The other milk that I would advise caution with is oat milk because it will often contain gluten. While oats themselves don’t have gluten in, they do contain a protein called avenin which has a similar structure to gluten. The other issue is that oats are often processed in the same places as wheat, barley and other gluten containing grains. This makes them liable to contamination. While you can by certified gluten free oats, it’s a little harder to find certified gluten free oat milk. There’s a great page on the Coeliac UK website (which you can read here) that tells you pretty much all you need to know about oats and whether or not you should consider eating/drinking them.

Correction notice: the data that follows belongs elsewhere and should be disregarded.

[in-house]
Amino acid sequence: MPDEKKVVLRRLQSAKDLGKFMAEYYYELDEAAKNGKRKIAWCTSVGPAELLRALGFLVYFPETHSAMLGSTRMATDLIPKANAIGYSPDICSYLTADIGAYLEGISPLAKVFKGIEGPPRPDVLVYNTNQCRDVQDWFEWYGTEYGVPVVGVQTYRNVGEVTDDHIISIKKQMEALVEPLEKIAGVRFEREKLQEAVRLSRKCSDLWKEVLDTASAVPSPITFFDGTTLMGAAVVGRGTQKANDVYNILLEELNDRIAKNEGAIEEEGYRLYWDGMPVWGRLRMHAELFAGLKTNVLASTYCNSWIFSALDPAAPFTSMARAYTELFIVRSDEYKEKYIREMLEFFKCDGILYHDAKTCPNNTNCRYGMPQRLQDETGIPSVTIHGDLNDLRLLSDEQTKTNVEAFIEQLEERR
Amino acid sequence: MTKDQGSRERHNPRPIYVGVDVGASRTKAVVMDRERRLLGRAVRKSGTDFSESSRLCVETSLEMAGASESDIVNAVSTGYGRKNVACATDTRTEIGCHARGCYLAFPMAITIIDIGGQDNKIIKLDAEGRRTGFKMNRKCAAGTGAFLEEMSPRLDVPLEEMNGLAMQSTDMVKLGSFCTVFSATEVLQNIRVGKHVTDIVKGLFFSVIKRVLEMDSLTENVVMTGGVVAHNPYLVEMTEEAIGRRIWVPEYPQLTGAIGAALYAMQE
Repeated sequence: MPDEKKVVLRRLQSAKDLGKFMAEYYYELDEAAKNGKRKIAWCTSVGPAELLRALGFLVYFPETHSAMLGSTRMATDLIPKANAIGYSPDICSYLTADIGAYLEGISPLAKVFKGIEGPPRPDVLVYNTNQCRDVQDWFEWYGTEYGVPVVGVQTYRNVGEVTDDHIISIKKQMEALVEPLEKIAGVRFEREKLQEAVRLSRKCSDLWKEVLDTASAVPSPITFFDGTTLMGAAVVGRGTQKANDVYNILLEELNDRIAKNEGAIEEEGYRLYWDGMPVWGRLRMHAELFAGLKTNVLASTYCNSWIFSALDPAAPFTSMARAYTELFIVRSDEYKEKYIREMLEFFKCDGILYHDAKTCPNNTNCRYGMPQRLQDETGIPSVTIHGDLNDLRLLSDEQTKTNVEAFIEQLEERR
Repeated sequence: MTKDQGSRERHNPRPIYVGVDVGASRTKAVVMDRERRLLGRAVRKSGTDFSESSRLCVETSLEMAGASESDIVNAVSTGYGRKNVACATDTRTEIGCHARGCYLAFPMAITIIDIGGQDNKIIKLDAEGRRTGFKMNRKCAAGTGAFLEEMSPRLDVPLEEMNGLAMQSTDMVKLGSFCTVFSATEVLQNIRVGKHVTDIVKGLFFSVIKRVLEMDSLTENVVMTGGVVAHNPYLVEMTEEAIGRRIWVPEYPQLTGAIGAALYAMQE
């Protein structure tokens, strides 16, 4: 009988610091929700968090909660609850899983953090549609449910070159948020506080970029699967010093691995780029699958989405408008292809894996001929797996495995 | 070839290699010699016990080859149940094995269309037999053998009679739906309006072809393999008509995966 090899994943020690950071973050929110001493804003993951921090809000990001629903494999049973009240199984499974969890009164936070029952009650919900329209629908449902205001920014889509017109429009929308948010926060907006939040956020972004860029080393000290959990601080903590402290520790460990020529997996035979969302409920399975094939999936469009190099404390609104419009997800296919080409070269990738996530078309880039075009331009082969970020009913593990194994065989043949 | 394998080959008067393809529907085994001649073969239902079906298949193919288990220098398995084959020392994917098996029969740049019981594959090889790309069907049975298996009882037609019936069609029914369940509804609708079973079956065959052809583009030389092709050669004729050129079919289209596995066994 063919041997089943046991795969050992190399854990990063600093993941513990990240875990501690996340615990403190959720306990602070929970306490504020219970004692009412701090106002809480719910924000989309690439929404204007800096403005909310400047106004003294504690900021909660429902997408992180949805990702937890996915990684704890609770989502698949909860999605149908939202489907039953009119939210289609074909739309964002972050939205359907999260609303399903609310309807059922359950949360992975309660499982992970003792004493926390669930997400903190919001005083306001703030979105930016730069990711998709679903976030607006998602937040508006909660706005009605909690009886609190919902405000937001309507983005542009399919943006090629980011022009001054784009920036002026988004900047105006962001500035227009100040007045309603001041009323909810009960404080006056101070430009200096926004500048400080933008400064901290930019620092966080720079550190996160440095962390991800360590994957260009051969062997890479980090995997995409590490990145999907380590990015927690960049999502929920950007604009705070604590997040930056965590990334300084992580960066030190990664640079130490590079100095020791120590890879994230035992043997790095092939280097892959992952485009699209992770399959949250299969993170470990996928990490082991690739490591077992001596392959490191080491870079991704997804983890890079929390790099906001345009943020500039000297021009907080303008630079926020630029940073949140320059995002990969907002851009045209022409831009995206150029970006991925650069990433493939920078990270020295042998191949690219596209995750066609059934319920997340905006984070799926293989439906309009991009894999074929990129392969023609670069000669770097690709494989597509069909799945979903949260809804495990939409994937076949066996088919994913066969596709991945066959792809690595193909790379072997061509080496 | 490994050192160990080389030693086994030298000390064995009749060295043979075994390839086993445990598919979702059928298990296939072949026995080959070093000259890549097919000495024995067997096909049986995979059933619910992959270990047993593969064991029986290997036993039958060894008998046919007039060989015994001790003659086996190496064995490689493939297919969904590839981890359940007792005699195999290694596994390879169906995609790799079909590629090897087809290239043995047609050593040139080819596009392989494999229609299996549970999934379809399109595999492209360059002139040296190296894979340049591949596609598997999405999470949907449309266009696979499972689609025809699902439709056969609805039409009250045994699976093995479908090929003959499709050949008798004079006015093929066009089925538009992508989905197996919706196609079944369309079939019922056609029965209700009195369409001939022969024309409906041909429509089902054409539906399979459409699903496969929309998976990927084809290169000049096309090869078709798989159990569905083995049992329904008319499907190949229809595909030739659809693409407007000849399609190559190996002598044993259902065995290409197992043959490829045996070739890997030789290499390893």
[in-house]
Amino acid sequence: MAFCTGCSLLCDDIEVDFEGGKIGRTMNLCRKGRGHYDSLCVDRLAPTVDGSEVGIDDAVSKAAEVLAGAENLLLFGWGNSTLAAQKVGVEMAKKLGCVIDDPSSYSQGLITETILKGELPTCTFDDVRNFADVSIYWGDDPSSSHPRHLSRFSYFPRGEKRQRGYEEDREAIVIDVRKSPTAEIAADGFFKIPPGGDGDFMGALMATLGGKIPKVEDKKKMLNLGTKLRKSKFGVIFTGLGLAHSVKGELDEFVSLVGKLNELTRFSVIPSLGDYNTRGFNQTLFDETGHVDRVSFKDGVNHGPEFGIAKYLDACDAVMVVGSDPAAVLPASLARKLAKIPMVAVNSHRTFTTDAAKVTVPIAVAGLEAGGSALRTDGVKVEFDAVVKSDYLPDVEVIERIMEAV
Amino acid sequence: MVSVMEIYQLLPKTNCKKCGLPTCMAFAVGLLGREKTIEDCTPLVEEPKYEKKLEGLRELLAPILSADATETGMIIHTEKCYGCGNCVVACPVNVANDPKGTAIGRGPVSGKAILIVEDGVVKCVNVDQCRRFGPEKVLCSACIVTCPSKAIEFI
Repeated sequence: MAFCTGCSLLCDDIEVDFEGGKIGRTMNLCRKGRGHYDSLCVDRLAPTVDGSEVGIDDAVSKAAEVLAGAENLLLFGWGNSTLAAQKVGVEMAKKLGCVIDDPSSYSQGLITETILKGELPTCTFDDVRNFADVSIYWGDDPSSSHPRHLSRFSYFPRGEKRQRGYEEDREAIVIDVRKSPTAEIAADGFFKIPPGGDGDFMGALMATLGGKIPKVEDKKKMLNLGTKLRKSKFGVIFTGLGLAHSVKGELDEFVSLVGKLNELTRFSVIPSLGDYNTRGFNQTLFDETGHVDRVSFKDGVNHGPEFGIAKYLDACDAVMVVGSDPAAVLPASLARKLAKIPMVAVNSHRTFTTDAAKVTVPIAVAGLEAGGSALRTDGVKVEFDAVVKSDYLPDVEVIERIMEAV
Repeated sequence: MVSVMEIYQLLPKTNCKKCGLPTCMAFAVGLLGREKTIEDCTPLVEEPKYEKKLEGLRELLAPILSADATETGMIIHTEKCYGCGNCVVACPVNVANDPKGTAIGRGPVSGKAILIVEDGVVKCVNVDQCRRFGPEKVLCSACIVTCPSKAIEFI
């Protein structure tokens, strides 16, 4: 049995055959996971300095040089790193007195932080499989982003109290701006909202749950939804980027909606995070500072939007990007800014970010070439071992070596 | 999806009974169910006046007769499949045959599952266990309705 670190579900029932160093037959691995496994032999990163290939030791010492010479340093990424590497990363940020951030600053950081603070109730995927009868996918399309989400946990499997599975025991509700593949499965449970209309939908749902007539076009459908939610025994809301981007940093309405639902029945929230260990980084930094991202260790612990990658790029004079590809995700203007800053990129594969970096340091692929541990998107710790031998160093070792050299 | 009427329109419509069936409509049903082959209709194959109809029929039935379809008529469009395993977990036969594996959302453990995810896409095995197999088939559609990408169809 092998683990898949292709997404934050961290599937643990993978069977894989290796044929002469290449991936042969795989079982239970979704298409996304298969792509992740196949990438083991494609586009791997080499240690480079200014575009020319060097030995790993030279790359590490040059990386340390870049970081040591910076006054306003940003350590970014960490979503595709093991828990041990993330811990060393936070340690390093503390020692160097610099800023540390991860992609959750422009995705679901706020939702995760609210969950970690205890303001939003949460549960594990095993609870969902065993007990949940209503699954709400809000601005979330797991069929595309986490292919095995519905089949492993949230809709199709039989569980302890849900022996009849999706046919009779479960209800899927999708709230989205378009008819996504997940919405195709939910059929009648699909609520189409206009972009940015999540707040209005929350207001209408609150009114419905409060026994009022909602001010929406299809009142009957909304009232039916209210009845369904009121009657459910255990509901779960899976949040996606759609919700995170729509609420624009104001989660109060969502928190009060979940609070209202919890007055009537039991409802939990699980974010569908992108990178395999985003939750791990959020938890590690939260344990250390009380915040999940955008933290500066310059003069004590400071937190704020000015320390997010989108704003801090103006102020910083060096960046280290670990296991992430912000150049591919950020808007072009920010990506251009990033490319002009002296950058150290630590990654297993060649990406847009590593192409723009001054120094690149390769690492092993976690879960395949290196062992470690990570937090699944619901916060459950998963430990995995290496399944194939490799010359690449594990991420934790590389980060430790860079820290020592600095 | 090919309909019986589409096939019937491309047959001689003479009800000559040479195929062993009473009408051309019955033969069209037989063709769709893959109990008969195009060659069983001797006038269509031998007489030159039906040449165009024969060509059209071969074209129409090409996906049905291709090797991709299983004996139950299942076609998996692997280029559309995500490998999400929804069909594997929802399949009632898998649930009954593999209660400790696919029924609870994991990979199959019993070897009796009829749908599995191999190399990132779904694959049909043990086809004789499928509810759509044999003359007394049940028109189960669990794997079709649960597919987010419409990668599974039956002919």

So what do you do if you’ve tried all the available milk alternatives and just can’t find one that’s right for you? It’s not good in your coffee or it’s not working in your recipes? Well all is not lost. There is some evidence that it’s not the lactose in milk that we really need to be concerned with, but that it’s the A1 type B-casein that causes the majority of people’s intolerance to milk and there are certain dairy products, such as butter and cream, that only contain traces of casein per serving. Depending on how strict you want to be and how much you’re prepared to compromise the management of your PCOS, you may be willing to take that risk. The second dairy alternative is milk from sources that produce A2 milks, meaning milks that contain A2 B-casein instead of A1, or at best contain only traces of A1 B-casein. Examples of these milks are from Channel Islands or southern French cows, Asian cattle and some things like sheep, goat, buffalo or donkey milk. Unfortunately with cows, unless they are heritage herds with a really long history and have been tested as homozygous for the A2 protein gene only, there’s a lot of potential for there to be a blend of A1 and A2 B-casein in them. Basically, if you decide you want to try milk from specific breeds or other animals, such as sheep or goats, do your research first and read the labels carefully. A label stating “naturally contains A2 B-casein” means that it still contains A1 B-casein. You are either looking for “A1 casein free” or “A2 only certified milk”. I also found this interesting article from a cheese stockist and while it doesn’t appear to be scientifically linked to any actual research, and should therefore be taken with a LARGE pinch of salt, it does have an interesting theory that matured and aged cheeses should be okay, even when made from A1 milk. The reason they provide for this is that the milk used to make the cheese undergoes a process called proteolysis (breaking down of proteins) as it ages. The more aged it is, the more protein has been broken down and that includes the casein proteins. Again, it’s up to you how much you are prepared to compromise and take risks. In any event, do your research before you try.